Myles O’Reilly Announces New Album – A Collection of Ambient Folk Songs & Shares First Song ‘The Most Colourful Thread In The Loom’
“I’m tired of being the one to listen, now I’ll make some music, and make it love me” a line from Cocooning Heart, the title track on Myles O’Reilly’s forthcoming album due for release 30th June 2022.
Myles O’Reilly is a musician, composer, and filmmaker from Dublin. Since first lifting a camera in 2010, multitasking O’Reilly has filmed, directed and edited over 100 music video promos and 20+ music documentaries of Irish musicians at home and abroad, some of which include Glen Hansard, Villagers, Imelda May, Lisa O’Neill, Ye Vagabonds, Sinead O’Connor and Lisa Hannigan, alongside other international artists such as Hollywood soundtrack virtuoso Ernst Reijseger, Icelandic artists Soléy, Múm, and Amiina, US soul phenomenon Janelle Monae, and UK folk trio The Staves.
Early life as a working musician began for Myles in 2003 with the band Juno Falls. Signed for two albums by Sony UK and then V2 records, Juno Falls disbanded in 2010.
Ten years later and in a global pandemic lockdown, Myles returned to making music and has since composed, recorded, and released two minimal ambient albums, Cabin Light’s Off (2020) and My Mothers Star (2021), followed now by this new collection ambient folk songs titled ‘Cocooning Heart’.
The first taster from the album is out now, ‘The Most Colourful Thread in the Loom’. Speaking of the song, Myles says:
“The Most Colourful Thread In The Loom is a song directly inspired by my love for my wife Aideen, the life we have weaved together, and are yet to weave. Having experienced a difficult loss that put a strain on our marriage, even in the depths of despair she remained the most beautiful and loving person I know.”
Official Video ‘The Most Colourful Thread in the Loom’ – https://youtu.be/eGYQMACZ4jw
THE EXPERIENCES THAT HAVE LED TO ‘COCOONING HEART’…
Always evident in O’Reilly’s music documentary film work has been his deep adoration and passion for music but most important to note, having once been a working musician himself, for over a decade his willingness to prioritize his subject’s love for performing music above his own is perhaps what is most poignant about this long-overdue role reversal. “It took a pandemic lockdown for me to have nobody to cast a lens on but myself”.
“At 10 years old I was pretty much the same person I am today. Watching my Dad make bad television, thinking I knew how to do it better. Impersonating my favourite pop singers”. Myles’ mother Monika championed his creativity, perhaps to a fault, especially his singing, “I got away with murder in school. My teachers told mum I showed no interest in any subject and was certain to fail my leaving cert but it didn’t matter to her, as long as I kept singing”. Most parents regularly check on their children to make sure they’re applying themselves to homework, “Mum would pass my bedroom door and if she heard me belting out a song, I was left alone”.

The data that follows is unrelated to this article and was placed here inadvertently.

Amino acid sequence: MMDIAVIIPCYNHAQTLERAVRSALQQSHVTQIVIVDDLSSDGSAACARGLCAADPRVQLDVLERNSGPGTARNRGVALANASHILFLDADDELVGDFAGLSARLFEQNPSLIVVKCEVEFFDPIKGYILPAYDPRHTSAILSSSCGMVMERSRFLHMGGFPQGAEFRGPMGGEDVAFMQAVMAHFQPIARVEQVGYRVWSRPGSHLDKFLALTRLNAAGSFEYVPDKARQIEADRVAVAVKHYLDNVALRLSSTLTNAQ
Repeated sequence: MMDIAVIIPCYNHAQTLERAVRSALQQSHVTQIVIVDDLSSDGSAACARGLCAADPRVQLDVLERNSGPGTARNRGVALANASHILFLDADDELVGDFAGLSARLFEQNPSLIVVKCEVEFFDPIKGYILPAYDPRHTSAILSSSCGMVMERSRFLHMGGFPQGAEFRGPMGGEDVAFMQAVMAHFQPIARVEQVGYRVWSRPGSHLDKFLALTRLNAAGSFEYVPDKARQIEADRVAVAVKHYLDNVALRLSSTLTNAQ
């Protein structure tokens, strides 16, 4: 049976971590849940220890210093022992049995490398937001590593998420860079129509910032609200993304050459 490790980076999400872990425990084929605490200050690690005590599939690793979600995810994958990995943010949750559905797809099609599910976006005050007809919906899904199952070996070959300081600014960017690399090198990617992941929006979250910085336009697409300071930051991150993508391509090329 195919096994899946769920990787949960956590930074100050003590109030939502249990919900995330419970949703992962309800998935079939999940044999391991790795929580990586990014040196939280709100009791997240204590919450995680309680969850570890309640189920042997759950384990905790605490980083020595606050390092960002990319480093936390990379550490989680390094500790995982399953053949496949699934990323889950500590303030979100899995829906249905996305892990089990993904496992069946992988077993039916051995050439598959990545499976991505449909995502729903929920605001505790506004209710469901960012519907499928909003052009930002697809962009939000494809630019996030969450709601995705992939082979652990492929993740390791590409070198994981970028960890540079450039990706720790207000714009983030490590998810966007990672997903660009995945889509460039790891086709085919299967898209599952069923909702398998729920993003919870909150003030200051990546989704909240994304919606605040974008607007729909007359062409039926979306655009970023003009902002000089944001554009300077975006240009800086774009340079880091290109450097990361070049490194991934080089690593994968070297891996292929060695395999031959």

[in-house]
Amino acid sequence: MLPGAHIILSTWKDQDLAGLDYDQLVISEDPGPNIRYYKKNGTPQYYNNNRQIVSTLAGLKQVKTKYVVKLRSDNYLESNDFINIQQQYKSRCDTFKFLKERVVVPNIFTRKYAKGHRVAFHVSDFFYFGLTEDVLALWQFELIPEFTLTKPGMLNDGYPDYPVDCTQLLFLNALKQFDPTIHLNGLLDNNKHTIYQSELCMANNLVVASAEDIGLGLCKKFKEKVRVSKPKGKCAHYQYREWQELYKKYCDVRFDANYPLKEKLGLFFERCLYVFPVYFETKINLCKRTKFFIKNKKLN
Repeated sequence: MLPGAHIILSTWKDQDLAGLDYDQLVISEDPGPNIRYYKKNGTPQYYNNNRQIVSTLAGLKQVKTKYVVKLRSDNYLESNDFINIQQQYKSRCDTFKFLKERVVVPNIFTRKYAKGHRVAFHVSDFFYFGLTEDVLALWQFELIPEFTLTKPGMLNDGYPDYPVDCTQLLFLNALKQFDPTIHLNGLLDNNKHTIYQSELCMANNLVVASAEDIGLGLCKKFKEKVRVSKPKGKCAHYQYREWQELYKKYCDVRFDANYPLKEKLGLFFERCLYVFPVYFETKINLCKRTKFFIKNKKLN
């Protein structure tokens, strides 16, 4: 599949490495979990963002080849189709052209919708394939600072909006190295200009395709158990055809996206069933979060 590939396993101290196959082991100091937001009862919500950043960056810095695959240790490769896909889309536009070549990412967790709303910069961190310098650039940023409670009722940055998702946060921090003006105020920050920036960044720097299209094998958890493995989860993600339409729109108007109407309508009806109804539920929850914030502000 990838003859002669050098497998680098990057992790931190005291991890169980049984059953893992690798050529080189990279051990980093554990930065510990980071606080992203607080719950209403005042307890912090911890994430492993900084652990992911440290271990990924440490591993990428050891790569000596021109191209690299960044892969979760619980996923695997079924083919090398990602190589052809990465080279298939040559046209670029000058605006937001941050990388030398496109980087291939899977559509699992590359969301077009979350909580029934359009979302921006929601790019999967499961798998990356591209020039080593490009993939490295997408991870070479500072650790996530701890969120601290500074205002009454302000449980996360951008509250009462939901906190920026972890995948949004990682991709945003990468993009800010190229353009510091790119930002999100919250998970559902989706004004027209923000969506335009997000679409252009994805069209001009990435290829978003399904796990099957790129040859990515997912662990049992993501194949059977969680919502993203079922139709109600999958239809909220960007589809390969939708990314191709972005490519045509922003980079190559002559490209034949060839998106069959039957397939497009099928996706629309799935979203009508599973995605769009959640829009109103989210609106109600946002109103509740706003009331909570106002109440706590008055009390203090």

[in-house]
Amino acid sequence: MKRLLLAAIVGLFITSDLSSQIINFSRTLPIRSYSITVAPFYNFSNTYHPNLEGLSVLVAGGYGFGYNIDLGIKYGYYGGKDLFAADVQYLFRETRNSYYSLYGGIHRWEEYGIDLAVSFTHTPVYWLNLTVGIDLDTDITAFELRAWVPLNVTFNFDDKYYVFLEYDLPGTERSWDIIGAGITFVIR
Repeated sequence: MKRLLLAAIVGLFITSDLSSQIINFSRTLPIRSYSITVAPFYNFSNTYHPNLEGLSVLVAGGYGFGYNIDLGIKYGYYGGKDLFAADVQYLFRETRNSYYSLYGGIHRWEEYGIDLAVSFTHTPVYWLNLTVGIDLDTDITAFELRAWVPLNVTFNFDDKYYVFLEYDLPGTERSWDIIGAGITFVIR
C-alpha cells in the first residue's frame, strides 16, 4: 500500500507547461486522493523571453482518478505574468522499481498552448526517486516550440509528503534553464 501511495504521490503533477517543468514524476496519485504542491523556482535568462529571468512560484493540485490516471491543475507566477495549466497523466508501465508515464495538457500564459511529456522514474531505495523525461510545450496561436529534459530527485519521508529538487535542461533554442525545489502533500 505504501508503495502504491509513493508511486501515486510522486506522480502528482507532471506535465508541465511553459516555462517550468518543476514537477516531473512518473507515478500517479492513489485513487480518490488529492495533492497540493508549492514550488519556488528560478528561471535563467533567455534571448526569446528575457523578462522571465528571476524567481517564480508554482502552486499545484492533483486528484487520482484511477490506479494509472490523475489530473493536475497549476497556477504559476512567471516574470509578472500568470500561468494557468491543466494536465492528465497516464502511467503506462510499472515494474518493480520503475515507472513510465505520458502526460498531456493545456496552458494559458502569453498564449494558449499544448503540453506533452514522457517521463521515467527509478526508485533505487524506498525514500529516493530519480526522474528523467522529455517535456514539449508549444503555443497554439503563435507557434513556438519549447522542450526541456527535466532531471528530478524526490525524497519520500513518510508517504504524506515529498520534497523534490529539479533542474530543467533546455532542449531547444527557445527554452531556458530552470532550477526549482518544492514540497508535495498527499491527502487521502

Signed to a major label in his mid 20’s, the reality of the music business hit Myles hard in 2008 in a global economic crisis. His label V2 records, home to his favourite band Elbow, suddenly and without warning liquidated. “My album was due to be released the day I read about their bankruptcy in the paper”. It was the catalyst for Myles turning to his second love, photography, and film but he would persist with music, only as subject matter for his inquisitive lens.
“Mum died from cancer in 2013. I made a promise at her deathbed that I would sing again” but no sooner had the tragedy of her loss occurred than he himself suffered a life-changing near-death accident. “It took me over a year to learn how to speak again without slurring every word”. In a collision with an extremely violent bacteria, Myles lost the use of half his tongue. “The doctors told me I would eventually regain my speech but articulating certain words would be a permanent difficulty for me. So that was it really. I had no more hopes for singing”.
The pandemic of 2020 had its challenges for everyone, but with Myles working specifically in music, there were several projects evolving that weren’t just put on hold but cancelled outright. “The first two weeks on the sofa staring at the ceiling were the longest two weeks of my life. I was completely grief-stricken”. Given that his previous dice with mortality was compounded by a battle with his immunity, in lockdown he was ‘Cocooning’, and not taking any chances. “I went from being constantly on the road, to suddenly being exiled at home.
“My wife Aideen took to drawing and painting, but I didn’t know what to do with myself”. In a moment of inspiration, he thought to text his neighbour Rod, to ask if he had any instruments lying around that he could borrow. “Moments later Rod knocked on my door wielding a Moog synthesizer. It had a hundred buttons. I thought to myself, this is perfect. It’ll take me ages to figure out what each knob does. A perfect time filler”.
The album title track Cocooning Heart was written and recorded that night. “Flood gates opened. I was in my attic, whispering into a mic so my wife couldn’t hear me. There were moments when I cried profusely. I was reunited with the act of writing music, and nothing else mattered. Every lyric of that song is exactly what was on my mind that night, in that reunion”.
Indeed every track on Cocooning Heart does carry a feeling as though it was recorded in the intimacy of a home, late at night. The gentle whirr of a laptop is accompanied by a whistling wind noise from outside, where cats can be heard fighting. A kettle is warming up. The dull racket of a shower from next door. In listening, the listener is very much transported into Myles’ attic. It’s an ode to life within those walls, and to living there with his wife.
25th June – The Burren College of Art
30th July – All Together Now Festival
+ more to be announced.
Connect with Myles O’Reilly